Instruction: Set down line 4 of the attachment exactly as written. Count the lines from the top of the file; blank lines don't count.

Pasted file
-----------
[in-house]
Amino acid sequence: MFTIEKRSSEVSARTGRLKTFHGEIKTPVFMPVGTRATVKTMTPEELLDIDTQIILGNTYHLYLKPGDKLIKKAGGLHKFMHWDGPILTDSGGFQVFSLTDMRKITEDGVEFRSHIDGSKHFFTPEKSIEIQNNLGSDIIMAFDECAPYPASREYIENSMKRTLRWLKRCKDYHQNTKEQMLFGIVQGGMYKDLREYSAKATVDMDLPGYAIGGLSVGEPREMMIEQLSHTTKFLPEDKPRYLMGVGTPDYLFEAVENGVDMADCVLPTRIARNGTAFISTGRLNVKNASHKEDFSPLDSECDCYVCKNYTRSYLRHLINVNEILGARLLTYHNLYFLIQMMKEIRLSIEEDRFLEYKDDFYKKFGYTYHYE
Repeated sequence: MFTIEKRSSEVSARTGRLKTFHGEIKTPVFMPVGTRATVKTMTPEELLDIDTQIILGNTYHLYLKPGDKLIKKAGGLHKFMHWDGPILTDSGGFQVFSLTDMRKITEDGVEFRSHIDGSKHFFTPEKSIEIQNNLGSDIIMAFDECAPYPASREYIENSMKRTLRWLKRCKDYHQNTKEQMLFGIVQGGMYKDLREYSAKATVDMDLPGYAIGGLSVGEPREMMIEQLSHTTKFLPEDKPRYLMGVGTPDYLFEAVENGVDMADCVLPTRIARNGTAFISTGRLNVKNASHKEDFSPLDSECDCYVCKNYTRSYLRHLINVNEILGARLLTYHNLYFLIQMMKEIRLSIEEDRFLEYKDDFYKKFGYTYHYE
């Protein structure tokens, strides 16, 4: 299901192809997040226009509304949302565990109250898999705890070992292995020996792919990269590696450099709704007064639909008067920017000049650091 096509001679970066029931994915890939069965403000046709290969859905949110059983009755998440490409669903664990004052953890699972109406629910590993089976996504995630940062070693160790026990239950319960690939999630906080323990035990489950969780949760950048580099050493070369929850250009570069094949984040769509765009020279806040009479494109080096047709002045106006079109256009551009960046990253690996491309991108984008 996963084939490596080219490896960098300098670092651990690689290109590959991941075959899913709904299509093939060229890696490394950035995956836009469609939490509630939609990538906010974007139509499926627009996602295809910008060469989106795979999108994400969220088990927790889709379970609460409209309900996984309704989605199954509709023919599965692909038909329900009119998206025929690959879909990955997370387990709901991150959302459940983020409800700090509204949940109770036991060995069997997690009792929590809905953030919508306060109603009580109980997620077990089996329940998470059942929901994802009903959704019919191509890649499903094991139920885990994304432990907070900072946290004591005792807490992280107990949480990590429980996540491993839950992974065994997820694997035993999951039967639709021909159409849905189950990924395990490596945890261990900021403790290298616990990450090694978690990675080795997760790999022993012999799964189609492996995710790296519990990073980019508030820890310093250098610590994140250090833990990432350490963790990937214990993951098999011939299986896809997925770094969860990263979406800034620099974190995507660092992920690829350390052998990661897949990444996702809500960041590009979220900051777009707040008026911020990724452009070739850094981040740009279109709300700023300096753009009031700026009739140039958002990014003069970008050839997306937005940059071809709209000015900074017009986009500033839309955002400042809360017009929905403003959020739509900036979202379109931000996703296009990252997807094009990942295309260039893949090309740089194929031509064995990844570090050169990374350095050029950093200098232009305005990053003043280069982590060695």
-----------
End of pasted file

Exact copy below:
């Protein structure tokens, strides 16, 4: 299901192809997040226009509304949302565990109250898999705890070992292995020996792919990269590696450099709704007064639909008067920017000049650091 096509001679970066029931994915890939069965403000046709290969859905949110059983009755998440490409669903664990004052953890699972109406629910590993089976996504995630940062070693160790026990239950319960690939999630906080323990035990489950969780949760950048580099050493070369929850250009570069094949984040769509765009020279806040009479494109080096047709002045106006079109256009551009960046990253690996491309991108984008 996963084939490596080219490896960098300098670092651990690689290109590959991941075959899913709904299509093939060229890696490394950035995956836009469609939490509630939609990538906010974007139509499926627009996602295809910008060469989106795979999108994400969220088990927790889709379970609460409209309900996984309704989605199954509709023919599965692909038909329900009119998206025929690959879909990955997370387990709901991150959302459940983020409800700090509204949940109770036991060995069997997690009792929590809905953030919508306060109603009580109980997620077990089996329940998470059942929901994802009903959704019919191509890649499903094991139920885990994304432990907070900072946290004591005792807490992280107990949480990590429980996540491993839950992974065994997820694997035993999951039967639709021909159409849905189950990924395990490596945890261990900021403790290298616990990450090694978690990675080795997760790999022993012999799964189609492996995710790296519990990073980019508030820890310093250098610590994140250090833990990432350490963790990937214990993951098999011939299986896809997925770094969860990263979406800034620099974190995507660092992920690829350390052998990661897949990444996702809500960041590009979220900051777009707040008026911020990724452009070739850094981040740009279109709300700023300096753009009031700026009739140039958002990014003069970008050839997306937005940059071809709209000015900074017009986009500033839309955002400042809360017009929905403003959020739509900036979202379109931000996703296009990252997807094009990942295309260039893949090309740089194929031509064995990844570090050169990374350095050029950093200098232009305005990053003043280069982590060695």